This is from Tom Bevan, Executive Editor of Real Clear Politics, in today’s WSJ Political Diary …
Last Thursday, the Senate Indian Affairs Committee issued its final report on the infamous Jack Abramoff lobbying-related scam that bilked six Indian tribes of an astonishing $66 million. One of the casualties was Ralph Reed, the former Christian Coalition director who now is seeking election in his own right as a candidate for lieutenant governor of Georgia.
The committee’s report includes unflattering details of Mr. Reed’s financial dealings with Abramoff, who has pleaded guilty to various felonies. Abramoff appears to have funneled $4 million in fees from the Mississippi Band of Choctaw Indians to Mr. Reed’s consulting firm, Century Strategies. This money flowed through a number of conduits, one of them being Americans For Tax Reform, the group run by influential conservative political organizer Grover Norquist.
Nell Rogers, a planner for the Mississippi Band of Choctaw Indians, testified before the Committee that Abramoff indicated the use of financial conduits was necessary “to accommodate Mr. Reed’s political concerns.” Apparently that’s because Mr. Reed was promoting a moral stand against gambling while Mr. Abramoff’s clients were providing the money only because they wanted to nix any potential competition to their own casinos.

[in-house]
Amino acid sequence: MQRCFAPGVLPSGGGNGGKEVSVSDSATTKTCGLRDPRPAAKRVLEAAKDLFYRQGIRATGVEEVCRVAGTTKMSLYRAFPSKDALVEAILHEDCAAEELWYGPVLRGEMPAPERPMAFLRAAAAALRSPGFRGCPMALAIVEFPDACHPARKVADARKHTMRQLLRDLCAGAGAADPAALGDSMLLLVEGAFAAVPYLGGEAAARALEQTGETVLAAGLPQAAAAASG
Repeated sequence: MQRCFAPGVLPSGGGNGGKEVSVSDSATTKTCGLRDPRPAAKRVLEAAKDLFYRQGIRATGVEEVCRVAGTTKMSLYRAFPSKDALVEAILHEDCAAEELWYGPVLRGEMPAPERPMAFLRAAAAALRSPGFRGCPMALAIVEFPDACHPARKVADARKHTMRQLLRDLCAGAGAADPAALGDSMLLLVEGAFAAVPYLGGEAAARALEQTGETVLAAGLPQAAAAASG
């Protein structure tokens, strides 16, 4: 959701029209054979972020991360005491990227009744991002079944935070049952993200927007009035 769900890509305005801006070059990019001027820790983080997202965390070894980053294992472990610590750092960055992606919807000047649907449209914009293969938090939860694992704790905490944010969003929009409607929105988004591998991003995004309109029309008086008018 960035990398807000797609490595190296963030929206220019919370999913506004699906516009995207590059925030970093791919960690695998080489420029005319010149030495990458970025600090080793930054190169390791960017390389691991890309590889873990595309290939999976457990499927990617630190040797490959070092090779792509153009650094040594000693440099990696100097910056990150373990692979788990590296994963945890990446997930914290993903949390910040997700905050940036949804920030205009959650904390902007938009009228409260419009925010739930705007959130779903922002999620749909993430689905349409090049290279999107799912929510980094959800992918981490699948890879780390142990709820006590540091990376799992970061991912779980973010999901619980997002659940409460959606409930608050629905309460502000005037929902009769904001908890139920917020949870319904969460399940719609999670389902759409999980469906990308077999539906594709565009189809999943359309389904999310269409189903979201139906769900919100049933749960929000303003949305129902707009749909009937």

Mr. Reed has reiterated his claim that he was misled by Abramoff into believing the money paid to Century Strategies had not come from gaming interests. Mr. Reed also strained to play up the bright side of the Committee’s findings: “The report confirms that I have not been accused of any wrongdoing.”
Will this be enough to persuade Georgia Republicans, who go to the polls in just over three weeks to decide Mr. Reed’s fate? A new poll taken over the weekend (after news broke of the Committee’s report) showed Mr. Reed’s lead over his primary opponent, Casey Cagle, shrinking to a mere three points, 44-41, down from a six-point lead in May. Also of concern: Nearly half (47%) of Republicans surveyed in the poll have an unfavorable opinion of Mr. Reed (Bevan, Wall Street Journal Political Diary, June 29, 2006).
Let the debate continue …